This dress started the day grazing the floor, and now it’s above my knee. Plus, the proportions are all off. This humungous print demands an equally humungous amount of drama and scale, but now it looks like every dress I had in the 1990s. Also the drop shoulders and wide cuffed sleeves look dowdy as heck. I am very tempted to throw it in the garbage.
I’m more of a separates sewist than a dressmaker. I’ve made a few dresses, sure, but I don’t love making them. When you’re pear-shaped, as I am, you run into fit challenges unless you stick to the old fit-and-flare look. And when your shoulders are uneven, as mine are, the calculus for the drape of a dress can be daunting.
The dress uses more than 4 yards of fabric – rayon challis in this case. I finished the body of the dress, including the hidden button placket, while on vacation. I just need to put on the sleeves, sew the side seams and pockets, make the buttonholes, and hem it. OK, so still a lot to do…
The bodice includes a flap that adds interest to the top. They went in pretty easily, and the pattern matching wasn’t bad. One flap is sort of a mirror image of the other rather than a match, but I decided to live with it.
The only thing that gave me agita were the pleats – three on the bodice and three matching ones on the skirt. This was, frankly, a mess to do because here’s what the pattern looks like if you trace it from the magazine:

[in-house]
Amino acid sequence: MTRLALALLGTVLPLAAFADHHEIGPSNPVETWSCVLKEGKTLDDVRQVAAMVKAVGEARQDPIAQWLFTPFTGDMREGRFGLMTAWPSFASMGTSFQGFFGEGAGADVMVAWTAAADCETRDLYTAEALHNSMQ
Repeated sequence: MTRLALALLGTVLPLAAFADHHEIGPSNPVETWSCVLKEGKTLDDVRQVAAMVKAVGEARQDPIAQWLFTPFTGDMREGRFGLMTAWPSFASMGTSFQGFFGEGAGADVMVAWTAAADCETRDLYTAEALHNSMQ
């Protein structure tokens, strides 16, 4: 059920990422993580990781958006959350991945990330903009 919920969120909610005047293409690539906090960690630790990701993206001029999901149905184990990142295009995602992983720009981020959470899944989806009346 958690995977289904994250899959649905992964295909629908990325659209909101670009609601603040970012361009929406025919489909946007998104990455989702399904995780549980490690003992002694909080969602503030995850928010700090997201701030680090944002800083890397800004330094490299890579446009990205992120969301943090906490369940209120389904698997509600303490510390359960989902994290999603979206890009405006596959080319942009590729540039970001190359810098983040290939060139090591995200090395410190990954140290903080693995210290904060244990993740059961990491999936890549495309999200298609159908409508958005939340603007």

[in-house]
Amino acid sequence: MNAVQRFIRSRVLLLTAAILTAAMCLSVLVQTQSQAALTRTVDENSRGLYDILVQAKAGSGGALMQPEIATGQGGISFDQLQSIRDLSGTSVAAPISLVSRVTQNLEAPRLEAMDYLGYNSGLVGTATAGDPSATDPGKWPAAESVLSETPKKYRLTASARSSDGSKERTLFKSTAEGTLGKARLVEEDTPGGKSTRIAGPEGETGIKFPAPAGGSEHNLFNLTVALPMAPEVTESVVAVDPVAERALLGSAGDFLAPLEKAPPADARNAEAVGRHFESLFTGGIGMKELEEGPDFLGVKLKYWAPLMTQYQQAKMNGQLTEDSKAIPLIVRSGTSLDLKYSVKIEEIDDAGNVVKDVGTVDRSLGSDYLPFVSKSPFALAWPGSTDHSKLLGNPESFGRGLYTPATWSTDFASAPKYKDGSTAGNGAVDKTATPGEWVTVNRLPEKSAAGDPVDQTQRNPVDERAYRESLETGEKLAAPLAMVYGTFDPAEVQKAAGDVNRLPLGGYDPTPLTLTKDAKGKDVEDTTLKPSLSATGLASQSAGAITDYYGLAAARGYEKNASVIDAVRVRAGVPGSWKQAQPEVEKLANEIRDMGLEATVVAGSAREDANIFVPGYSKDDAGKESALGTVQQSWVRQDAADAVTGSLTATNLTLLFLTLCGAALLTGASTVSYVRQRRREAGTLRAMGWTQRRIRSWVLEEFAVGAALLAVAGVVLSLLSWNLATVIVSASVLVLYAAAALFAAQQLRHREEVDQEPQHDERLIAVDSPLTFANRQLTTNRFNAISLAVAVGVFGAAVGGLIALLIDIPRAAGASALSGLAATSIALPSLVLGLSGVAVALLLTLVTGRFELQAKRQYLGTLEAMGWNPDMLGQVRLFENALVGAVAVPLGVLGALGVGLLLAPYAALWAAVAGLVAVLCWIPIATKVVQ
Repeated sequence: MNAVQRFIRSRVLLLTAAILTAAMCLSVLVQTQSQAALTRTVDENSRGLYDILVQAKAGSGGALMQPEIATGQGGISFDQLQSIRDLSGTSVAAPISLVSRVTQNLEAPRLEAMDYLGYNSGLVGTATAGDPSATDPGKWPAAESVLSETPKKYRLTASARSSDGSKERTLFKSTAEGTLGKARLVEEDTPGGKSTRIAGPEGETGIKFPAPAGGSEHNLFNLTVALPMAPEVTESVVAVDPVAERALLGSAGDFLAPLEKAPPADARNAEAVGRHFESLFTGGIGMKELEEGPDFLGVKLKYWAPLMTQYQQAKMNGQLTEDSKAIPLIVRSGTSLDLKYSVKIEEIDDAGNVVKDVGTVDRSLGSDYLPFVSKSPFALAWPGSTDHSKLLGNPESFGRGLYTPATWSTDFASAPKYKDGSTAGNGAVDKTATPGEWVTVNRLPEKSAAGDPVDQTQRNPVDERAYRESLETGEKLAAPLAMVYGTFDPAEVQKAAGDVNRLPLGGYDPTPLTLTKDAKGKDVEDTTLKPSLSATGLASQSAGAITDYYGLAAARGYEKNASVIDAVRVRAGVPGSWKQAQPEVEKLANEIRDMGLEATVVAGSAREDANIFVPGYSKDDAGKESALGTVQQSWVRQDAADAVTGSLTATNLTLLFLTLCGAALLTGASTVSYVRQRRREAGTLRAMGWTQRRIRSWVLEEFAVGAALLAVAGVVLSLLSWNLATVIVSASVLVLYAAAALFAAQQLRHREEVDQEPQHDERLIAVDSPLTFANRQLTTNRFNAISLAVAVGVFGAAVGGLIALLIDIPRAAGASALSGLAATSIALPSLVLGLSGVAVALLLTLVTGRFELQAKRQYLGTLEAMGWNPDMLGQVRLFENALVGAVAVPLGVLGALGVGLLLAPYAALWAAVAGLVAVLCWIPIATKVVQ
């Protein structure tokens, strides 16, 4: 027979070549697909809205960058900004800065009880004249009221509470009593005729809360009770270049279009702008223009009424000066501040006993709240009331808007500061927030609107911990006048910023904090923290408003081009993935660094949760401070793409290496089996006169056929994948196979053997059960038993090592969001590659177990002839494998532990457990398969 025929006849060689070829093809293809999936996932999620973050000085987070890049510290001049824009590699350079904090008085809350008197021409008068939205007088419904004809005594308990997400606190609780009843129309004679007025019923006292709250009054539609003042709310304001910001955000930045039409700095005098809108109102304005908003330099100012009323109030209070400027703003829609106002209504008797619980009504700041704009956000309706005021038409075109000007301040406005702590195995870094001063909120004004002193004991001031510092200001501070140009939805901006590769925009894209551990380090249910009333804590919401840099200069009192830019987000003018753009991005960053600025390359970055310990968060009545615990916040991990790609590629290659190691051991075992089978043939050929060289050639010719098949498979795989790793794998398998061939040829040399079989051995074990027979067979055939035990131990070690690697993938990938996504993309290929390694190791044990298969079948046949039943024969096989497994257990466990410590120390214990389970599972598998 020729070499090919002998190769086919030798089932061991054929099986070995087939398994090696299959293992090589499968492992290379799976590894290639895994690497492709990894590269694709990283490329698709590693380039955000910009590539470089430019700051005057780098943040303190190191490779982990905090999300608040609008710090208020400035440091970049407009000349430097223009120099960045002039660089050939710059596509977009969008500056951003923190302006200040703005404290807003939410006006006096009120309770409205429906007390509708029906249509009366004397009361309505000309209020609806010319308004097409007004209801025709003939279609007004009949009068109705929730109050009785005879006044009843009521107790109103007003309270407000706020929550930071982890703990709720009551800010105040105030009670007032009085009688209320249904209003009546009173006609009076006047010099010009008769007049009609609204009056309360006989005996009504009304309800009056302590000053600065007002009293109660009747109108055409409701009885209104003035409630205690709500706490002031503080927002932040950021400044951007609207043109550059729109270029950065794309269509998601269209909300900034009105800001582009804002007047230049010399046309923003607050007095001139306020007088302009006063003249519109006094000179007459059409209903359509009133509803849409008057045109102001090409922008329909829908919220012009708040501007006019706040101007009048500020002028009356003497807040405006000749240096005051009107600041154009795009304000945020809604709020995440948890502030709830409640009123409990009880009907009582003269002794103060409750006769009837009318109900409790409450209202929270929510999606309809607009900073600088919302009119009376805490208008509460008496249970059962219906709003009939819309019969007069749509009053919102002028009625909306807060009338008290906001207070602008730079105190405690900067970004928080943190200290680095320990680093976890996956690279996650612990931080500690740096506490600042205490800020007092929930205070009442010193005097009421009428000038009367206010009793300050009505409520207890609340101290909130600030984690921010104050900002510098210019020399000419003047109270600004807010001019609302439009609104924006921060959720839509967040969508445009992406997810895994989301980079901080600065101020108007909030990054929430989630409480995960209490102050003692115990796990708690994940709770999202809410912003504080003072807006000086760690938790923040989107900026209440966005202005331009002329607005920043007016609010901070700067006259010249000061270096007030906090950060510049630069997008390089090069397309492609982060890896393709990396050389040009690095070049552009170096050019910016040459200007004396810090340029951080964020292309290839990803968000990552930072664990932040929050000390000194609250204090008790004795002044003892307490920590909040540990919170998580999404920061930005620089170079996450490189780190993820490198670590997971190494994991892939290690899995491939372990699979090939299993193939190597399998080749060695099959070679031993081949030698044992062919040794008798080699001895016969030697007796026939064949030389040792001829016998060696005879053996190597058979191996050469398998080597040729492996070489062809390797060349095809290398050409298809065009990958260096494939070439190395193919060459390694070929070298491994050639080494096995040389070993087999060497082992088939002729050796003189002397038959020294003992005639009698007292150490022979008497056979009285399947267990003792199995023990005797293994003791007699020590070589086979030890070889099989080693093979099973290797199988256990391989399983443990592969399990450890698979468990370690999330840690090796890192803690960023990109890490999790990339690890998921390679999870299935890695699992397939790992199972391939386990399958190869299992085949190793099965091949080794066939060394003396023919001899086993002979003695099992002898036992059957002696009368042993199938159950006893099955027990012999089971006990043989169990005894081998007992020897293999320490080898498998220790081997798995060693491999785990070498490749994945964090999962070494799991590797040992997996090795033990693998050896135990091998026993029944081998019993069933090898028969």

If you’re thinking of trying this at home, and you haven’t bought the magazine yet, I’d buy the printed pattern just to avoid this train wreck.
Moving on… I got the pleats in OK for the bodice and just estimated where the pleats should go for the skirt. But the pieces would not line up. The pleats for the skirt are supposed to be deeper, but I will be damned if I can figure out how. So there is an extra pleat on the skirt. With this busy print, I bet you can’t tell.
Trust me, it’s there. I am living with it and moving on…
The directions for the hidden button placket aren’t very intuitive. Luckily, I have made hidden plackets before. In fact, I love them and it’s a reason I wanted this dress.
Since this dress is such a fabric hog (4+ yards, people!) you could eliminate the hidden button placket in favor of a regular one, and also shorten or remove from fullness from the skirt to save a yard.
Then the bias neckline binding went on. The directions say to cut the bias binding on the fold. Do not do this. Sheesh! How hard is it to cut a straight 22-inch by 1.5 inch strip of fabric on the bias? Sometimes I scratch my head…